E. Burnout, Introduction à l'histoire du Bouddhisme, p. 196. Il est avéré pour nous, que la doctrine du Cakja étail dévenue probablement assez vite une sorte de dévotion aisée, qui récrutait parmi ceux, qu'effrayaient les difficultés de la science brâhmanique. En même temps que le Bouddhisme attirait a lui les Brâhmans ignorants, il accueillait avec un empressement égal les pauvres des toutes conditions, etc.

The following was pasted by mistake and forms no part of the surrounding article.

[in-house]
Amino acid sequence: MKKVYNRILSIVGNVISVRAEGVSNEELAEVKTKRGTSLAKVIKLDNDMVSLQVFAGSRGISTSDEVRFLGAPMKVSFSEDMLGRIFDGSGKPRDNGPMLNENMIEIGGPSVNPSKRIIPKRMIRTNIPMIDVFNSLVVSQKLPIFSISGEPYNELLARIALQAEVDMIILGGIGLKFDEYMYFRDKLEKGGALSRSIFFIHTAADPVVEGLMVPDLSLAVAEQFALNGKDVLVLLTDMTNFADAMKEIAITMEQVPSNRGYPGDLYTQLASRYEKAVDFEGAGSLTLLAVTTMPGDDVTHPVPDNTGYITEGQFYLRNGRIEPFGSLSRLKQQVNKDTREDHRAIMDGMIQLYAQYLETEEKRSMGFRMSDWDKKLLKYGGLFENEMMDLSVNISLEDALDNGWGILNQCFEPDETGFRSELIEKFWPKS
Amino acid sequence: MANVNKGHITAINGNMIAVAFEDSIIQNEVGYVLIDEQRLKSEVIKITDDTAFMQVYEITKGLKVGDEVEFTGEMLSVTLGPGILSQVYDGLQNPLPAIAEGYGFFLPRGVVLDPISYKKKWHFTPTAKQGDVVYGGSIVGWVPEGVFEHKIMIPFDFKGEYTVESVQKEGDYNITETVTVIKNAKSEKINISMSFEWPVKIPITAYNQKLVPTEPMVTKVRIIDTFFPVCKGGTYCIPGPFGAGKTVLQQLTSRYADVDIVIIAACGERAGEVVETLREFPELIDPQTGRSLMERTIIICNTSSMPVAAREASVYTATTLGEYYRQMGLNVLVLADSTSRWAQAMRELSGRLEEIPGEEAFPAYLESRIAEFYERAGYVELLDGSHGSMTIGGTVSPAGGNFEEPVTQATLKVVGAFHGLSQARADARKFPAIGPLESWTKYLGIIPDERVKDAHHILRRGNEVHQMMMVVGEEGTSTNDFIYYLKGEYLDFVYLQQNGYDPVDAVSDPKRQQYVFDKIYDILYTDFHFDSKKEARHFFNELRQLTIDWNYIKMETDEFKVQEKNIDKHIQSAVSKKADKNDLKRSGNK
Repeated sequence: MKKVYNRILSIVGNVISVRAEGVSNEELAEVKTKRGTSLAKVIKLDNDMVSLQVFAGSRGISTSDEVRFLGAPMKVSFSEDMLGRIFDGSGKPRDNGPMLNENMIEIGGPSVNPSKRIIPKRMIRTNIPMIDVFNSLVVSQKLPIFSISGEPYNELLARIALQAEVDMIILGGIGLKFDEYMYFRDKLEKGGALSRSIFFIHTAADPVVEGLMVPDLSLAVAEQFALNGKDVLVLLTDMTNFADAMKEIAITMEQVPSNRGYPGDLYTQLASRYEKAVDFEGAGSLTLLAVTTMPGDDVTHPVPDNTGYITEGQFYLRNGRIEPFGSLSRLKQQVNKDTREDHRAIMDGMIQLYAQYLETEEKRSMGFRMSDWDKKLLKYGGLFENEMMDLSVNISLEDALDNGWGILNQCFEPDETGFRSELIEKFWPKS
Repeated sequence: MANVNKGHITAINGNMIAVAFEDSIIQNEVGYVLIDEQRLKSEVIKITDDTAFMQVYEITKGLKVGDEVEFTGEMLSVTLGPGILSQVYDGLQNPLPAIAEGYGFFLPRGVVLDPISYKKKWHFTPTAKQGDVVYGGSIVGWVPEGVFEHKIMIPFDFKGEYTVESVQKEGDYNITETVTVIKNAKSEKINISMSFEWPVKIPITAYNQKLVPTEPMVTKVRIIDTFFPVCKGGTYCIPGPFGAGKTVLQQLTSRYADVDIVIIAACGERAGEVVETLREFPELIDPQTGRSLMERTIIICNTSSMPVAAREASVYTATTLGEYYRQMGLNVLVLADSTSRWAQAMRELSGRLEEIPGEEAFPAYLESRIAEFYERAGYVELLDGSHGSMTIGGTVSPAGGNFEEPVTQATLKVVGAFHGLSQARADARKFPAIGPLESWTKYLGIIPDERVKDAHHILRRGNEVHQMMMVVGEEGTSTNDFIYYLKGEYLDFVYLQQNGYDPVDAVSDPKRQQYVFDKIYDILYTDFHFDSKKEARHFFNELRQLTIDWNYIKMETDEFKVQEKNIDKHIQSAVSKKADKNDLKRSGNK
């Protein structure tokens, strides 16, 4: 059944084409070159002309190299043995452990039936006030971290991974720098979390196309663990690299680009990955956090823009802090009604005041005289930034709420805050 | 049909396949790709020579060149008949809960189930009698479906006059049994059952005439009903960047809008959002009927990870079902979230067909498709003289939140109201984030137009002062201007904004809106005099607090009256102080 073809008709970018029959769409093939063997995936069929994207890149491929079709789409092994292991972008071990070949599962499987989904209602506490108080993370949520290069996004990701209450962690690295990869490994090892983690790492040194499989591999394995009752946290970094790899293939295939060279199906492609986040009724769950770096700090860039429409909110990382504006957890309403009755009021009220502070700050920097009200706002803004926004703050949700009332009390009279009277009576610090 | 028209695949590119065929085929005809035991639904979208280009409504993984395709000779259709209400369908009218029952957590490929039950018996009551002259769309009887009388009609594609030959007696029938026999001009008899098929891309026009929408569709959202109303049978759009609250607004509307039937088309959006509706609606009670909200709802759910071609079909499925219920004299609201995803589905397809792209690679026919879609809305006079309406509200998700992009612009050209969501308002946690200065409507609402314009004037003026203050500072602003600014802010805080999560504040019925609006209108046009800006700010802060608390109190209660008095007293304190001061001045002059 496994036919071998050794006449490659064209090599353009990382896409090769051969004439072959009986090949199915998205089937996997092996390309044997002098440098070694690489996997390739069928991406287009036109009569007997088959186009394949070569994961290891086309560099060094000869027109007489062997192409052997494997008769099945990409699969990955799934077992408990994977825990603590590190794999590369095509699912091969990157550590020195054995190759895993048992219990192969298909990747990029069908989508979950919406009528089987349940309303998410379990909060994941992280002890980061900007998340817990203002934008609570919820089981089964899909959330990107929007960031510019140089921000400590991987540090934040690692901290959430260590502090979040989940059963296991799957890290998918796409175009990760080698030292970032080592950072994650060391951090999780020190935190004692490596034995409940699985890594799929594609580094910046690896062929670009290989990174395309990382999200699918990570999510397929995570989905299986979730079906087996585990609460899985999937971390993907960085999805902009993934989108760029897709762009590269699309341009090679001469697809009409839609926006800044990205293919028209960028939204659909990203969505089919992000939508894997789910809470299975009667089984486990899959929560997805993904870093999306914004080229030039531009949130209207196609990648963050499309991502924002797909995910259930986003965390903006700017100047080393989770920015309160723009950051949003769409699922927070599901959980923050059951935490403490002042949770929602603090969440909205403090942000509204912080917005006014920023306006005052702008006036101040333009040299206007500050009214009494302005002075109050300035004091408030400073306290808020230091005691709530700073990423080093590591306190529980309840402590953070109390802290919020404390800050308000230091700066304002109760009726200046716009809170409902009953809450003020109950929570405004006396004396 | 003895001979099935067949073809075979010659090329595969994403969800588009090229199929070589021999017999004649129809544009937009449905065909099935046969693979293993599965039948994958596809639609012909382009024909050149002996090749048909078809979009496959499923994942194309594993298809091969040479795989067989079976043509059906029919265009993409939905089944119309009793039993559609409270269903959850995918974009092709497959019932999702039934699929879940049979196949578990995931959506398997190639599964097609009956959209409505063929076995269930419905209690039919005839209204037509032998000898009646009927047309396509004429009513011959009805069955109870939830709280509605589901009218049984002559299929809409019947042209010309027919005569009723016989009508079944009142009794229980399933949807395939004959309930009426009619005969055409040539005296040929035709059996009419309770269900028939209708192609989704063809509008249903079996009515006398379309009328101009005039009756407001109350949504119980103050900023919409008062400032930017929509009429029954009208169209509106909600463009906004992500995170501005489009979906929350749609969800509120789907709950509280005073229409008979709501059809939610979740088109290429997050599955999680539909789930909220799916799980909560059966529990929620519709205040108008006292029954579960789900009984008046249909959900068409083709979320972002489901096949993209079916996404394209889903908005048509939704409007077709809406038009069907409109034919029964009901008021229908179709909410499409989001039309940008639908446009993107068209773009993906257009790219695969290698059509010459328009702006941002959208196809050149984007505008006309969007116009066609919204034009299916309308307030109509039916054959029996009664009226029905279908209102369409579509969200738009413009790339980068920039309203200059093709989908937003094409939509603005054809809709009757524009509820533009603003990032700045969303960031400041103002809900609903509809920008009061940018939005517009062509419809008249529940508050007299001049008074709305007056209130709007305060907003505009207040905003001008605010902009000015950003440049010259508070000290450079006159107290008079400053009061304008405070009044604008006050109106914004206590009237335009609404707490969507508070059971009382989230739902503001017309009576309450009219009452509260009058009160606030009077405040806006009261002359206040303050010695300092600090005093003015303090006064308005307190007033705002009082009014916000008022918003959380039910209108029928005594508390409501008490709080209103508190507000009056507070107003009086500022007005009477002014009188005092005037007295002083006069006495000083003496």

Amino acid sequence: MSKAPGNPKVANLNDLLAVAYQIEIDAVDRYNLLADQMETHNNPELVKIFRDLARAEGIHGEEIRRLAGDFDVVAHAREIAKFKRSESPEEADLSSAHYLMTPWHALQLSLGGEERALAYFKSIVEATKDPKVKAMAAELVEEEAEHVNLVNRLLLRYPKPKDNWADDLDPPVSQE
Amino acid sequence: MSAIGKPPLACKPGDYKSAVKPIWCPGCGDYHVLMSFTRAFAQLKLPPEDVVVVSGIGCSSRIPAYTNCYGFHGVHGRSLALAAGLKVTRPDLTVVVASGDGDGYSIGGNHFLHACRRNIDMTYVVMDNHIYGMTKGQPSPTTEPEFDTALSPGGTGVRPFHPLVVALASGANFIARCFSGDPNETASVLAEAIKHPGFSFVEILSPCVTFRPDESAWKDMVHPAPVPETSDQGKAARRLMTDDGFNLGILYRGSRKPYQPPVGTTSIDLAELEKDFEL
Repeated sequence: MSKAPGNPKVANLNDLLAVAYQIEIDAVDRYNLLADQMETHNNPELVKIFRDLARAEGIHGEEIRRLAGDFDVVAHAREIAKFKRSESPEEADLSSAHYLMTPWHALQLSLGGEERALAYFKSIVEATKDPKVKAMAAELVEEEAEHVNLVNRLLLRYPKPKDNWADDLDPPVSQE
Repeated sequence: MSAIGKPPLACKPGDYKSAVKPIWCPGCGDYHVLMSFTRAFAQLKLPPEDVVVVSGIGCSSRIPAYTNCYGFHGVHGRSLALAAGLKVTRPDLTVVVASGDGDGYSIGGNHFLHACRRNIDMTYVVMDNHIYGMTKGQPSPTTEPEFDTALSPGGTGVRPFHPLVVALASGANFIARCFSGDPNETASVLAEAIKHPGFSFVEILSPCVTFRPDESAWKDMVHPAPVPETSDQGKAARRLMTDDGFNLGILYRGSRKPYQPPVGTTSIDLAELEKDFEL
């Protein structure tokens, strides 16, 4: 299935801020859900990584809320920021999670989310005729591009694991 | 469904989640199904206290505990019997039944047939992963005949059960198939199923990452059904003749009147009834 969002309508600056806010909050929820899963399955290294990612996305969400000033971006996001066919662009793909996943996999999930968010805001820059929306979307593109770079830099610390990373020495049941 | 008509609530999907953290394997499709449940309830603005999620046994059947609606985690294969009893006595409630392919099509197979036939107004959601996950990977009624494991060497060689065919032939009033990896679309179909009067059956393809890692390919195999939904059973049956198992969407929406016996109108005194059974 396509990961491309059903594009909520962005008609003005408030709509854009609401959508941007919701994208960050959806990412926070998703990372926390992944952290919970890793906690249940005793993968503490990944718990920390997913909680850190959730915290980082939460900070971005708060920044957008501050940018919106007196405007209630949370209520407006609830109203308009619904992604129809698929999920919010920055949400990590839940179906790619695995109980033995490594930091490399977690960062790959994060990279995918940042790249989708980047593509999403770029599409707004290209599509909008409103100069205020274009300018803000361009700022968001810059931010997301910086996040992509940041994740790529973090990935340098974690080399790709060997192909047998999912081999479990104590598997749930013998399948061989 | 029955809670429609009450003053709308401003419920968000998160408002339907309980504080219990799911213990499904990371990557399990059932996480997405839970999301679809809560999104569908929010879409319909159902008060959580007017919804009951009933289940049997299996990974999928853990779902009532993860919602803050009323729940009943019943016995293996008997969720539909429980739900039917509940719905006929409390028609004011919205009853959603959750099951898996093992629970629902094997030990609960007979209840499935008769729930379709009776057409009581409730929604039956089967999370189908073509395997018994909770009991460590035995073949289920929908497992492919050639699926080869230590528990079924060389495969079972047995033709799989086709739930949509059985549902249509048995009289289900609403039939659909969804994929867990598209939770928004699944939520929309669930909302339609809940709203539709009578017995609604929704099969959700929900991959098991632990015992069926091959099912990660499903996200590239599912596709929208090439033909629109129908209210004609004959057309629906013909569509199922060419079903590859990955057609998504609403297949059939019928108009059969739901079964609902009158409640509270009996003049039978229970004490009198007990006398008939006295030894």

Near and immediately after the Brahmanas, there may, yet further, have existed a proper and independent interpretation of the Veda, but this has been without doubt confined to the more difficult and important passages; and the Naighantuka may have been a collection of such sections, as used especially to be explained in the schools. Continuous commentaries probably did not then exist; and that of Mádhava and Sáyana, composed in the middle of the 14th century of our era is indeed the first and only complete gloss of the Rig Veda. From the long series of centuries which lie between Yáska and Sáyana but few remnants of an interpretative literature connected with the first Veda have remained to us, or at least have as yet been discovered. Sankara and the Vedantic school had turned chiefly to the Upanishads. Nevertheless a scholar of Sankara, Anandatirtha, has composed a gloss on one part of the Rig Veda, at least an explanation of which by Jayatirtha, embracing the 2nd and 3rd Adhyayas of the 1st Ashtaka is to be found in the library of the East India House in London. The mode of explanation is essentially the same as we have in Sáyana, only we can frequently reproach it with a still more violent treatment of the text. Sáyana himself, who is not always scrupulous in stating his sources, besides the Niruktatiká of Durgá, a fundamental book which has been preserved to us, cites also Bhattabkáshara Misra, and Bharataswámi as interpreters of the Veda. Of the former I have seen at least a commentary on a section of the Yájur Veda, on which he appears to have given a complete comment. Sayana's citations do not by any means necessarily show that he has given any explanation of the Rik.